We were now ready and found that the three boys, Luca, Pedrito, and Castolo, were waiting to accompany us as far as our roads were the same. They were to go on foot, five leagues, into the mountains to bring back some mules from a camp; they expected to reach their destination that day, to sleep on the mountain, and to bring in the animals the next day. The little fellows, from thirteen to nine or ten years old, seemed to find nothing extraordinary in their undertaking; each carried his little carrying-net, with food, drinking-gourd, and an extra garment for the chilly night, upon his back; Pedrito buckled to his belt the great machete, which men here regularly carry for clearing the path, cutting firewood, or protection against animals. They were very happy at accompanying us for a distance. We soon rose from the low, malarial, coffee fincas onto a fine mountain, which was the last of its kind that we saw for many days; it was like the mountains of the Mixes, with its abundant vegetation of ferns, begonias, and trees loaded with bromelias and orchids. Our bodyguard kept up with us bravely until we had made one-half of the ascent, where they fell behind and we saw them no more. Reaching the summit, we saw before us a distant line of blue, interrupted here and there by some hill or mountain,—the great Pacific. From here on, the beauty of the road disappeared. We descended and then mounted along dry slopes to Santiago Guevea, then hot and dusty. Our friends of San Miguel really live in Guevea and are at San Miguel only when the coffee needs attention. From Guevea the road was hard and dry and dusty to Santa Maria. The mountain mass over which we passed was a peak, the summit of which was covered with masses of chalcedony of brilliant colors, which broke into innumerable splinters, which were lovely to see but hard upon the feet of horses; the surface of this part also gave out a glare or reflection that was almost intolerable. We descended over granite which presented typical spheroidal weathering. We went onward, up and down many little hills, reaching Santa Maria at noonday. The village sweltered; the air scorched and blistered; there was no sign of life, save a few naked children playing in the shade or rolling upon the hot sand. It was so hot and dusty that we hated to resume our journey and tarried so long that we had to ride after nightfall before we reached the rancho of Los Cocos, where we lay in the corridor and all night long heard the grinding of sugar-cane at the mill close by.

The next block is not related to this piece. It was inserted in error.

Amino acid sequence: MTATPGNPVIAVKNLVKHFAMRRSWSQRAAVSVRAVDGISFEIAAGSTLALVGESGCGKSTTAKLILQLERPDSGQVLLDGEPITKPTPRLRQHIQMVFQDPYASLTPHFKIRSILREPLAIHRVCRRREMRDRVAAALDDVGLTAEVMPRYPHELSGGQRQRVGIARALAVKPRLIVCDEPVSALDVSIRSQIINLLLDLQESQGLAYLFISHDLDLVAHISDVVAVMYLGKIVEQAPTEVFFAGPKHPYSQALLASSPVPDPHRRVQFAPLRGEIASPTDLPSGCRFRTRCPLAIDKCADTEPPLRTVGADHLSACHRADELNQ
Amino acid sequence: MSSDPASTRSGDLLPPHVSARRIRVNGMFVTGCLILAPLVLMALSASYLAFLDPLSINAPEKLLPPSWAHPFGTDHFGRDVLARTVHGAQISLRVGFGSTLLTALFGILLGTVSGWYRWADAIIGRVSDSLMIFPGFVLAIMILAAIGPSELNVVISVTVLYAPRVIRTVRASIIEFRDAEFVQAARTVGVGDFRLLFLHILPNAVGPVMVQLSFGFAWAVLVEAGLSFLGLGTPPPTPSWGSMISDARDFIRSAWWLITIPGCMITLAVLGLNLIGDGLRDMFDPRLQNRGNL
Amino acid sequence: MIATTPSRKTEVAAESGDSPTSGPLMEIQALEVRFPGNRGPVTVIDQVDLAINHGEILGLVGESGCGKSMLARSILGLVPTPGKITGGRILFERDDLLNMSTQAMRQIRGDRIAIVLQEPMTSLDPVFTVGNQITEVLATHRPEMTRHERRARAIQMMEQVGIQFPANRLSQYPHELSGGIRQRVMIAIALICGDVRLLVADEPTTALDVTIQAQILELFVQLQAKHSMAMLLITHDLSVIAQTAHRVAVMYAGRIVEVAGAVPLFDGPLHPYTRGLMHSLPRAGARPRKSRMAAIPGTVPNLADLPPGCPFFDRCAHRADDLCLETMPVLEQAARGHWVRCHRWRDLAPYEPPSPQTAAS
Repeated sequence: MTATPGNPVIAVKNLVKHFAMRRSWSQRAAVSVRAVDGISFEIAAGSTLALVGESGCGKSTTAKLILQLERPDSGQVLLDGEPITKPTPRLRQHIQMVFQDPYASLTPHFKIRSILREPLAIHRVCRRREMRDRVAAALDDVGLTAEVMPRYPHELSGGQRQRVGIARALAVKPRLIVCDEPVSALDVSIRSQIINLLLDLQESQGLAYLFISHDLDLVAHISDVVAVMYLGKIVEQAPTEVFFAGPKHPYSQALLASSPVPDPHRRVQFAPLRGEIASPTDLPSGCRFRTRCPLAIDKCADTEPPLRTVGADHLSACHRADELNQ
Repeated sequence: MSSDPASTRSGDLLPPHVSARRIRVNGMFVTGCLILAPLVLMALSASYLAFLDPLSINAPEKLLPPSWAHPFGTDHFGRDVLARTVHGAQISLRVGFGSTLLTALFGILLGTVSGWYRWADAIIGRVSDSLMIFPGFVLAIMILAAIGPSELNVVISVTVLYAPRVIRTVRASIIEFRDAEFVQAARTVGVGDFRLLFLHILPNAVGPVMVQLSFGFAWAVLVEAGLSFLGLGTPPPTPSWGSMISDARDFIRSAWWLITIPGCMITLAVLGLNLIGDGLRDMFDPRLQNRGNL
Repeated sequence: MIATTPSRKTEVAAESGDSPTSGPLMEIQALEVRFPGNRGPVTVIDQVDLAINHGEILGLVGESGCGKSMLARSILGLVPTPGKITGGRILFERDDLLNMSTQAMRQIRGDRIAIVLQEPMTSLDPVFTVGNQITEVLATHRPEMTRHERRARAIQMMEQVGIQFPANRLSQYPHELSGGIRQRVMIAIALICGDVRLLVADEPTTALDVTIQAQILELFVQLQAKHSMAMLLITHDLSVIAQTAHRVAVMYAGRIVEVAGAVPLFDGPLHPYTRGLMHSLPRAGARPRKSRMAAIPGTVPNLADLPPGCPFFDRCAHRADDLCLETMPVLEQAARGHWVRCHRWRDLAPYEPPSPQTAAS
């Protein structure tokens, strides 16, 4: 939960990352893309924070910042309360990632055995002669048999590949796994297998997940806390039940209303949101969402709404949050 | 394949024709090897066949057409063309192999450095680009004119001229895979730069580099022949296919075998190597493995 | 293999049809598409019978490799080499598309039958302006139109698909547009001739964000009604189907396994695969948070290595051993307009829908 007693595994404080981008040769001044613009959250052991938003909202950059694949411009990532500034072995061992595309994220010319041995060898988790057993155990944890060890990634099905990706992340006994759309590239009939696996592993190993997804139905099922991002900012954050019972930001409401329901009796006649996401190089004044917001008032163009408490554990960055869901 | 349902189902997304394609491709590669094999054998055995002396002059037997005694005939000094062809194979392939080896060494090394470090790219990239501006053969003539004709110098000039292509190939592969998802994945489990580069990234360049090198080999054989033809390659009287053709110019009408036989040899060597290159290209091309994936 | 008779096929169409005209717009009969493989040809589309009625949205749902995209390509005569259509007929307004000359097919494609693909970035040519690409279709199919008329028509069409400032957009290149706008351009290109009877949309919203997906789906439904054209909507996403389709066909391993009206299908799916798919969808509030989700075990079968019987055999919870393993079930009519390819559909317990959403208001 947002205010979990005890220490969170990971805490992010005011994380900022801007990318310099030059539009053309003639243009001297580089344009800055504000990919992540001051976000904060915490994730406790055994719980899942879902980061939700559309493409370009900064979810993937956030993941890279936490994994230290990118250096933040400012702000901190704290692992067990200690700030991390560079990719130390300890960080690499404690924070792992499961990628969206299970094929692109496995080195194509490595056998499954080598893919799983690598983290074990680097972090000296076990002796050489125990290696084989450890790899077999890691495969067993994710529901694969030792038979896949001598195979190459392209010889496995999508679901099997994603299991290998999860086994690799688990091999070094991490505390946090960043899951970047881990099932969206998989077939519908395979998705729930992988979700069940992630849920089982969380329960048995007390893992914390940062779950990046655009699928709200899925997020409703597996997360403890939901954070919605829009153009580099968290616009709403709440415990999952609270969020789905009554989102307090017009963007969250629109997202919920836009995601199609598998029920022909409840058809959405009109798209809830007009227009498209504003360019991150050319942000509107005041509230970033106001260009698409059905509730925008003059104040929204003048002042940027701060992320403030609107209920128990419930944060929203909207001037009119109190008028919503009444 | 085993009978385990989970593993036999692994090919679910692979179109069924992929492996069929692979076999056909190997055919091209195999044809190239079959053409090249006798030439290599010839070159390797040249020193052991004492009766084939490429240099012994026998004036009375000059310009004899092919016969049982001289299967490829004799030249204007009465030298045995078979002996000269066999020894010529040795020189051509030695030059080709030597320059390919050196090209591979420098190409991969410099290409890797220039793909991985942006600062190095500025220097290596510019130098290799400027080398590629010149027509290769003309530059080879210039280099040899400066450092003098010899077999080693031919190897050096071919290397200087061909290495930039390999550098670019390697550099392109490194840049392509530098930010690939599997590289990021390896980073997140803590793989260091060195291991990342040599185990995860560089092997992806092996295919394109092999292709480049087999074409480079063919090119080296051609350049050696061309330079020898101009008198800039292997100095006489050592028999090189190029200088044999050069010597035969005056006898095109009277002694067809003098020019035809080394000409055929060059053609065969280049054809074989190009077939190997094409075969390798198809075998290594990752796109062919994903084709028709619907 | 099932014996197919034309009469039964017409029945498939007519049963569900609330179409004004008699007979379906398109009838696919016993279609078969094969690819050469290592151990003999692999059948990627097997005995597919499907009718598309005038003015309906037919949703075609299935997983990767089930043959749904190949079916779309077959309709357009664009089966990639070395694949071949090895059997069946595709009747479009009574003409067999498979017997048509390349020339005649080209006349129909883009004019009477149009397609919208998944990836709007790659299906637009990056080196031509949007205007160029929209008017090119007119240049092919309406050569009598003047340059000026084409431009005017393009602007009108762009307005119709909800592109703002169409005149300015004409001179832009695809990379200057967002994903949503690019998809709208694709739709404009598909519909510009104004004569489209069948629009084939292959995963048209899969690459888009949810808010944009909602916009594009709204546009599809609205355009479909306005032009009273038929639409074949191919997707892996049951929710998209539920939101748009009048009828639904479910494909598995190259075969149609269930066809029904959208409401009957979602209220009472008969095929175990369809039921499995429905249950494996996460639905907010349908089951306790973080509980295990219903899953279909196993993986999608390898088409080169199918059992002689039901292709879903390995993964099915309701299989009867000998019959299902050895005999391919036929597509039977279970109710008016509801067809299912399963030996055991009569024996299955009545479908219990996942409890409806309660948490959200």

We had just such another hard, hot, and dusty ride the next day, on through Auyuga and Tlacotepec, where we stopped for noon, until Tehuantepec, where we arrived at evening.